COVID drug results within 14 days; WHO Director-General

By Rahul Vaimal, Associate Editor
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WHO Director General
Director-General Tedros Adhanom Ghebreyesus speaking at a recent media briefing

The World Health Organization (WHO)’s Director-General Tedros Adhanom Ghebreyesus has updated that the results from initial clinical trials of COVID-19 drugs which might be effective to manage the infected will be made available to it soon. 

Referring to clinical studies conducted by the U.N. agency, the Director-General told at a briefing that  “Nearly 5,500 patients in 39 countries have so far been recruited into the Solidarity trial. We expect interim results within the next two weeks.”

The trials are being conducted throughout the globe on five major approaches;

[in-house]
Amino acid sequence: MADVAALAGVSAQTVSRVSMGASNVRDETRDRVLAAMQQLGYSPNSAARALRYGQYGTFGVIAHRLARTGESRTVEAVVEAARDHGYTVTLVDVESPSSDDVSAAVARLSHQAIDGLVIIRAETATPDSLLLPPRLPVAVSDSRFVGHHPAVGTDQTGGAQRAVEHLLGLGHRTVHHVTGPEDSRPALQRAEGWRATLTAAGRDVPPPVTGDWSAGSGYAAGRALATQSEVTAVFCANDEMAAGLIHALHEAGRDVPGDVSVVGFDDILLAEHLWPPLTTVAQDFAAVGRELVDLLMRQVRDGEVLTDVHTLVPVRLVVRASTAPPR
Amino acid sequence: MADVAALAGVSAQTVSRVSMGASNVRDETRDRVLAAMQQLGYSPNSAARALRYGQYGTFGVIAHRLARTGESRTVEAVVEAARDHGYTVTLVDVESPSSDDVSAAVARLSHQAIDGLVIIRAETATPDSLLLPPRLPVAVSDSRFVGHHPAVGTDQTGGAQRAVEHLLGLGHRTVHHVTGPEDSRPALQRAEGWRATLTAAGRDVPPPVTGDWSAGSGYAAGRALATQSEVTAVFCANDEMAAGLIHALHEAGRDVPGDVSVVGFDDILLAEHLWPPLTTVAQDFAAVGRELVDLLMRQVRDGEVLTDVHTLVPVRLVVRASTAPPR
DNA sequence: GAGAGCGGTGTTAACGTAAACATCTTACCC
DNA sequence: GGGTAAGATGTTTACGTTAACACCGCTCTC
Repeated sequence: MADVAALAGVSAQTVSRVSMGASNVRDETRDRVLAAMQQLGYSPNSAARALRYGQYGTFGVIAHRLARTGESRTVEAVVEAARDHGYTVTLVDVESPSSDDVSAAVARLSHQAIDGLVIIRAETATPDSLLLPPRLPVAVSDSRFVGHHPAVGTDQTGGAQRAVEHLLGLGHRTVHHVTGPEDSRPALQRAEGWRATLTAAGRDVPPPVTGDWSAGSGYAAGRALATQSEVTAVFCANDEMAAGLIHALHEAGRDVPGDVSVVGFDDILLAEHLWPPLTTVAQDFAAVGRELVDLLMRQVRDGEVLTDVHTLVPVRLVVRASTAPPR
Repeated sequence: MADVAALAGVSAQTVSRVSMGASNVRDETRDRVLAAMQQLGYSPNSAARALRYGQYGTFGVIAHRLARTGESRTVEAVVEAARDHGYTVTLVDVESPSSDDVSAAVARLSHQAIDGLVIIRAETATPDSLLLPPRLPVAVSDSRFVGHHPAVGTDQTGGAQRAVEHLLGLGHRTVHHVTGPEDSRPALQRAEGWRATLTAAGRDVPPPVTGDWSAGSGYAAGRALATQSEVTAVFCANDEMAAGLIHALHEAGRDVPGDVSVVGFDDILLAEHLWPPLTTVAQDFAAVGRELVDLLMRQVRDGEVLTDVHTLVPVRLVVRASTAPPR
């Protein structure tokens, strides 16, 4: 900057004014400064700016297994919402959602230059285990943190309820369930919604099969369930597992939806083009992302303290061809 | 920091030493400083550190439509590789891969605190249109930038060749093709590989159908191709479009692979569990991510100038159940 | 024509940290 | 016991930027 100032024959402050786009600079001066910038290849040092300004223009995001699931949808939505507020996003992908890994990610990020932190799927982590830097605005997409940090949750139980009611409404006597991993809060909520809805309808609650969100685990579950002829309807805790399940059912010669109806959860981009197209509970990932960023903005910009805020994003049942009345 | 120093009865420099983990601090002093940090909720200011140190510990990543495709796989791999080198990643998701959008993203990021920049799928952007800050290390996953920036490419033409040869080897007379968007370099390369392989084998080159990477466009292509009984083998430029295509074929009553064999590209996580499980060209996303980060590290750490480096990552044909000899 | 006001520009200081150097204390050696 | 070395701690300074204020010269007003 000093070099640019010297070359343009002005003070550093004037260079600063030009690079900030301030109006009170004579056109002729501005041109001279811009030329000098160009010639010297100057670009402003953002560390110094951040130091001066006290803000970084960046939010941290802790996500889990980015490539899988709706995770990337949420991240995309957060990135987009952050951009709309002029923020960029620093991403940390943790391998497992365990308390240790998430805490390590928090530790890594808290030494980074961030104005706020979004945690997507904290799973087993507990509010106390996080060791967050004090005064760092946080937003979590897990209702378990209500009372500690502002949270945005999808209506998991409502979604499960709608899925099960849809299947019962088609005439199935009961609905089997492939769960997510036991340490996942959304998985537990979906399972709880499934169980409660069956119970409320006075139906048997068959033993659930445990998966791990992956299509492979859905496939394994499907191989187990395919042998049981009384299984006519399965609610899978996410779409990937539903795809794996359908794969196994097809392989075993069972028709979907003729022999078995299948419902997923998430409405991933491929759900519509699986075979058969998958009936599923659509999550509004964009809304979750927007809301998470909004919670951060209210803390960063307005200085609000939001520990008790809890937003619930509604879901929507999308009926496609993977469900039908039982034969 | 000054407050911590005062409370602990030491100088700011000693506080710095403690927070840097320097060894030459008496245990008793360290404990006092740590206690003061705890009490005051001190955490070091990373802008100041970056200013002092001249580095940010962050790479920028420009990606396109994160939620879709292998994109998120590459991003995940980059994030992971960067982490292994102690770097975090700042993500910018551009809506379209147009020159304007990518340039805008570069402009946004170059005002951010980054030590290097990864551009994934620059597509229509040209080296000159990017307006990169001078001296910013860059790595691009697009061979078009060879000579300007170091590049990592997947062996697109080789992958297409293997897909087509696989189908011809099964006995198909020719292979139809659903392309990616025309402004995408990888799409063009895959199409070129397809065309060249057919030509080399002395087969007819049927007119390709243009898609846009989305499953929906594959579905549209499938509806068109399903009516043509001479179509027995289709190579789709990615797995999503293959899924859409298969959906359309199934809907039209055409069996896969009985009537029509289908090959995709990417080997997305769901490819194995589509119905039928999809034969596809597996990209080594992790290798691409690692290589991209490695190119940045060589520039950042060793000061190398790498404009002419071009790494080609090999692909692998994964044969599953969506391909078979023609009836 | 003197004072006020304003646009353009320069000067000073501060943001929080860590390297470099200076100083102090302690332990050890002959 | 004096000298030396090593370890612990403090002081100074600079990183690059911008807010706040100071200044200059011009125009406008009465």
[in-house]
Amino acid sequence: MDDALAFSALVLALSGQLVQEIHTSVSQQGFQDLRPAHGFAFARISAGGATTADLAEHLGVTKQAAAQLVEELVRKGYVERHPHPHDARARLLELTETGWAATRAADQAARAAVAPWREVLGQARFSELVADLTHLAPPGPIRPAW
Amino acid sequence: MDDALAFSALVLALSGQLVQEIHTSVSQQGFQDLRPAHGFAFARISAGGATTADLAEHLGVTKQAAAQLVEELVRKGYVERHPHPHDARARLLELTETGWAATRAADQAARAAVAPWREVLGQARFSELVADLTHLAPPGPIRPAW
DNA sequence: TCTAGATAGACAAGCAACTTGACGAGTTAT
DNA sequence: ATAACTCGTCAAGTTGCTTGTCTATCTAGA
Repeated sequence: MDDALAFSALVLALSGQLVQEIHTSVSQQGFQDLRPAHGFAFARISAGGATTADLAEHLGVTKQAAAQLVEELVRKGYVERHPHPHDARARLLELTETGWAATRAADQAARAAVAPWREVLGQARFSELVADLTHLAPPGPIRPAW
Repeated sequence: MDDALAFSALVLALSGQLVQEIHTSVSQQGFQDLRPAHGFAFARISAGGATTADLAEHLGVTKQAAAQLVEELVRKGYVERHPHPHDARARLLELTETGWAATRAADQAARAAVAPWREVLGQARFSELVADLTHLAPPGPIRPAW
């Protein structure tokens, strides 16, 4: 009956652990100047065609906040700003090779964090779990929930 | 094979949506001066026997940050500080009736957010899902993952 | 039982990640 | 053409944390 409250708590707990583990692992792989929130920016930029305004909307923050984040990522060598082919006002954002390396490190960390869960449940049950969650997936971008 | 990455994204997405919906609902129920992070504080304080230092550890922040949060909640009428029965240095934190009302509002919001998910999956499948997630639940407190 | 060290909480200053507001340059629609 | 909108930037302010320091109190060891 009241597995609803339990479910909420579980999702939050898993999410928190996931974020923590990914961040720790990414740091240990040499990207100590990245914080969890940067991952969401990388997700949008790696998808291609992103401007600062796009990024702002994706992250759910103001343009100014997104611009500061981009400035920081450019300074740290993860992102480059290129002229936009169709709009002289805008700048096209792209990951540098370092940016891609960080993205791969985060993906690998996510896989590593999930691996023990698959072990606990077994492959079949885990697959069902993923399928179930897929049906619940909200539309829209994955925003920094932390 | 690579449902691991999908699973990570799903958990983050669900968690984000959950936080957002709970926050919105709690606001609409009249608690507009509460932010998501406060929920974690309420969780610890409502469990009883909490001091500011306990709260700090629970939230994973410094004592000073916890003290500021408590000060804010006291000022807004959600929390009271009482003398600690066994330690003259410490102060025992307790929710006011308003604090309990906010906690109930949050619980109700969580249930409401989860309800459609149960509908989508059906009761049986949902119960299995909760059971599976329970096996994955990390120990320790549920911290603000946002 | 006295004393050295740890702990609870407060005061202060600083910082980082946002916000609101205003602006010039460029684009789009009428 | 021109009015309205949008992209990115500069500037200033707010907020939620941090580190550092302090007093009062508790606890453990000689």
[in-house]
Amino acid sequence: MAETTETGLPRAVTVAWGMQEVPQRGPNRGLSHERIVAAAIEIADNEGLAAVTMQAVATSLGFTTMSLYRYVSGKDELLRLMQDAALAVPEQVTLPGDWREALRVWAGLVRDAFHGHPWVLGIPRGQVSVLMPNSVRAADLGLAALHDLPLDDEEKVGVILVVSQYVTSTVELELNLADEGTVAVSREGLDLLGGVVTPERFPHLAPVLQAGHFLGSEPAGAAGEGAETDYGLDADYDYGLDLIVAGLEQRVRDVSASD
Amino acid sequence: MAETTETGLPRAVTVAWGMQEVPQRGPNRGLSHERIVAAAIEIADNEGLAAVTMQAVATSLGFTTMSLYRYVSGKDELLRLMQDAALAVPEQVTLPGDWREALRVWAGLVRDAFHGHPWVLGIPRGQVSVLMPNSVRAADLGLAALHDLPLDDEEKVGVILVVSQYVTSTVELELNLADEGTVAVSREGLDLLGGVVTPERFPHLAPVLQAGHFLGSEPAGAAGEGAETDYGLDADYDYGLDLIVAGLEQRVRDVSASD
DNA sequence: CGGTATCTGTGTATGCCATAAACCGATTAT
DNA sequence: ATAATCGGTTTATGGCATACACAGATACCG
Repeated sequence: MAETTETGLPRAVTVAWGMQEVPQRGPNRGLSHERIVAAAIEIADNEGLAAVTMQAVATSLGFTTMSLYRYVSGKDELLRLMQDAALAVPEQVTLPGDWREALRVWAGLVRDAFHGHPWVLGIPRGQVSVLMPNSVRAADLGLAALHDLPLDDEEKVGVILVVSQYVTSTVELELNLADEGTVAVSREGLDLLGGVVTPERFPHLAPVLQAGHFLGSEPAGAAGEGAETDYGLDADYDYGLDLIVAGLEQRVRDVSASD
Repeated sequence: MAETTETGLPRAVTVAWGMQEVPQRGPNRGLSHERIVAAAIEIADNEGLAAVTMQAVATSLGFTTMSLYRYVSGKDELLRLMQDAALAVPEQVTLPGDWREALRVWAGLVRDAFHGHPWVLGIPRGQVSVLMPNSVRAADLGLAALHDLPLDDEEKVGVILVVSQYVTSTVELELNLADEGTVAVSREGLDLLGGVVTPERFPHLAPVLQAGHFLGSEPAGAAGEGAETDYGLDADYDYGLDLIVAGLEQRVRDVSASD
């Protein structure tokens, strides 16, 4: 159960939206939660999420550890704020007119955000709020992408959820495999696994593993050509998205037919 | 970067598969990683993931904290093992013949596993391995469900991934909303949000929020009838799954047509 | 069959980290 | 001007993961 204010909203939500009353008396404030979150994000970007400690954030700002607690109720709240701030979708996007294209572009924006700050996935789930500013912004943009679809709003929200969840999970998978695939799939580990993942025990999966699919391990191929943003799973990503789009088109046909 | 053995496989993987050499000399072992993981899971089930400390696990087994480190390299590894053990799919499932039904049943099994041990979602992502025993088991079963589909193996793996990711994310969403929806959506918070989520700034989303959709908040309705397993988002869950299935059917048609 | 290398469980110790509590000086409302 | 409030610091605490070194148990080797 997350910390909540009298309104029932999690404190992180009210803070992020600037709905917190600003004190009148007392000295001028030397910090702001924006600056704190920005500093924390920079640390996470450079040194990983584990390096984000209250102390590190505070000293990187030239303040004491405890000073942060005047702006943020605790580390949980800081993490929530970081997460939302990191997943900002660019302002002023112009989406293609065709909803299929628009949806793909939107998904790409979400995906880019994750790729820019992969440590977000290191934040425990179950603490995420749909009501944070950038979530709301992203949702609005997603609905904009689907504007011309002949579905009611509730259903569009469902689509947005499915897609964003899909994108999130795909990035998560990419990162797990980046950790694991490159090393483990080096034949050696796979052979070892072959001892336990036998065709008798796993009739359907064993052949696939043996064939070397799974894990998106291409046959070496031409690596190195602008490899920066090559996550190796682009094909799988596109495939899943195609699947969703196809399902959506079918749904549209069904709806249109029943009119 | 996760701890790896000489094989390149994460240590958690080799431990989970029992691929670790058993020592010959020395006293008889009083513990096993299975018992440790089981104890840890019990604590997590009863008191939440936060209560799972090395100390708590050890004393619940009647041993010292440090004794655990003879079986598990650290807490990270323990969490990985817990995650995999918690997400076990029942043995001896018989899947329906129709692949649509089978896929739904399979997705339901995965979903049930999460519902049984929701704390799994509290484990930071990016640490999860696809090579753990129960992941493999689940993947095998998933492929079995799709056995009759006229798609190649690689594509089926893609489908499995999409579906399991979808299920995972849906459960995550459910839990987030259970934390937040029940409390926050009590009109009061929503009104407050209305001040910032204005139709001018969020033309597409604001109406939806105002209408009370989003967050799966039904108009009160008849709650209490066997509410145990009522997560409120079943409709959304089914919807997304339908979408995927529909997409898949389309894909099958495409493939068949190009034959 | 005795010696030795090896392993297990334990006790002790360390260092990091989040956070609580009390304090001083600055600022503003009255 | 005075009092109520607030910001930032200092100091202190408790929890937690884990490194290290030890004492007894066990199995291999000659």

• Standard care currently provided to patients
  • antiviral medication, Remdesivir
  • the anti-malaria drug Hydroxychloroquine
  • HIV drugs Lopinavir/Ritonavir and
  • Lopinavir/Ritonavir combined with interferon

Testing based on the anti-malaria drug, hydroxychloroquine was stopped citing studies that showed no benefit in those who have the disease. Additional trails need to be conducted to whether it can be used effectively as preventative medicine.

Even though there are 18 potential candidates are being tested on humans, there still remains a significant time gap to a mass-produced COVID-19 vaccine. WHO’ head for emergencies program, Mike Ryan, said it would be unwise to predict when a vaccine could be ready against COVID-19 which has killed more than half a million people.

While a vaccine candidate might show its effectiveness by year’s end, the question was how soon it could be mass-produced, Mr. Ryan told the U.N. journalists’ association ACANU in Geneva.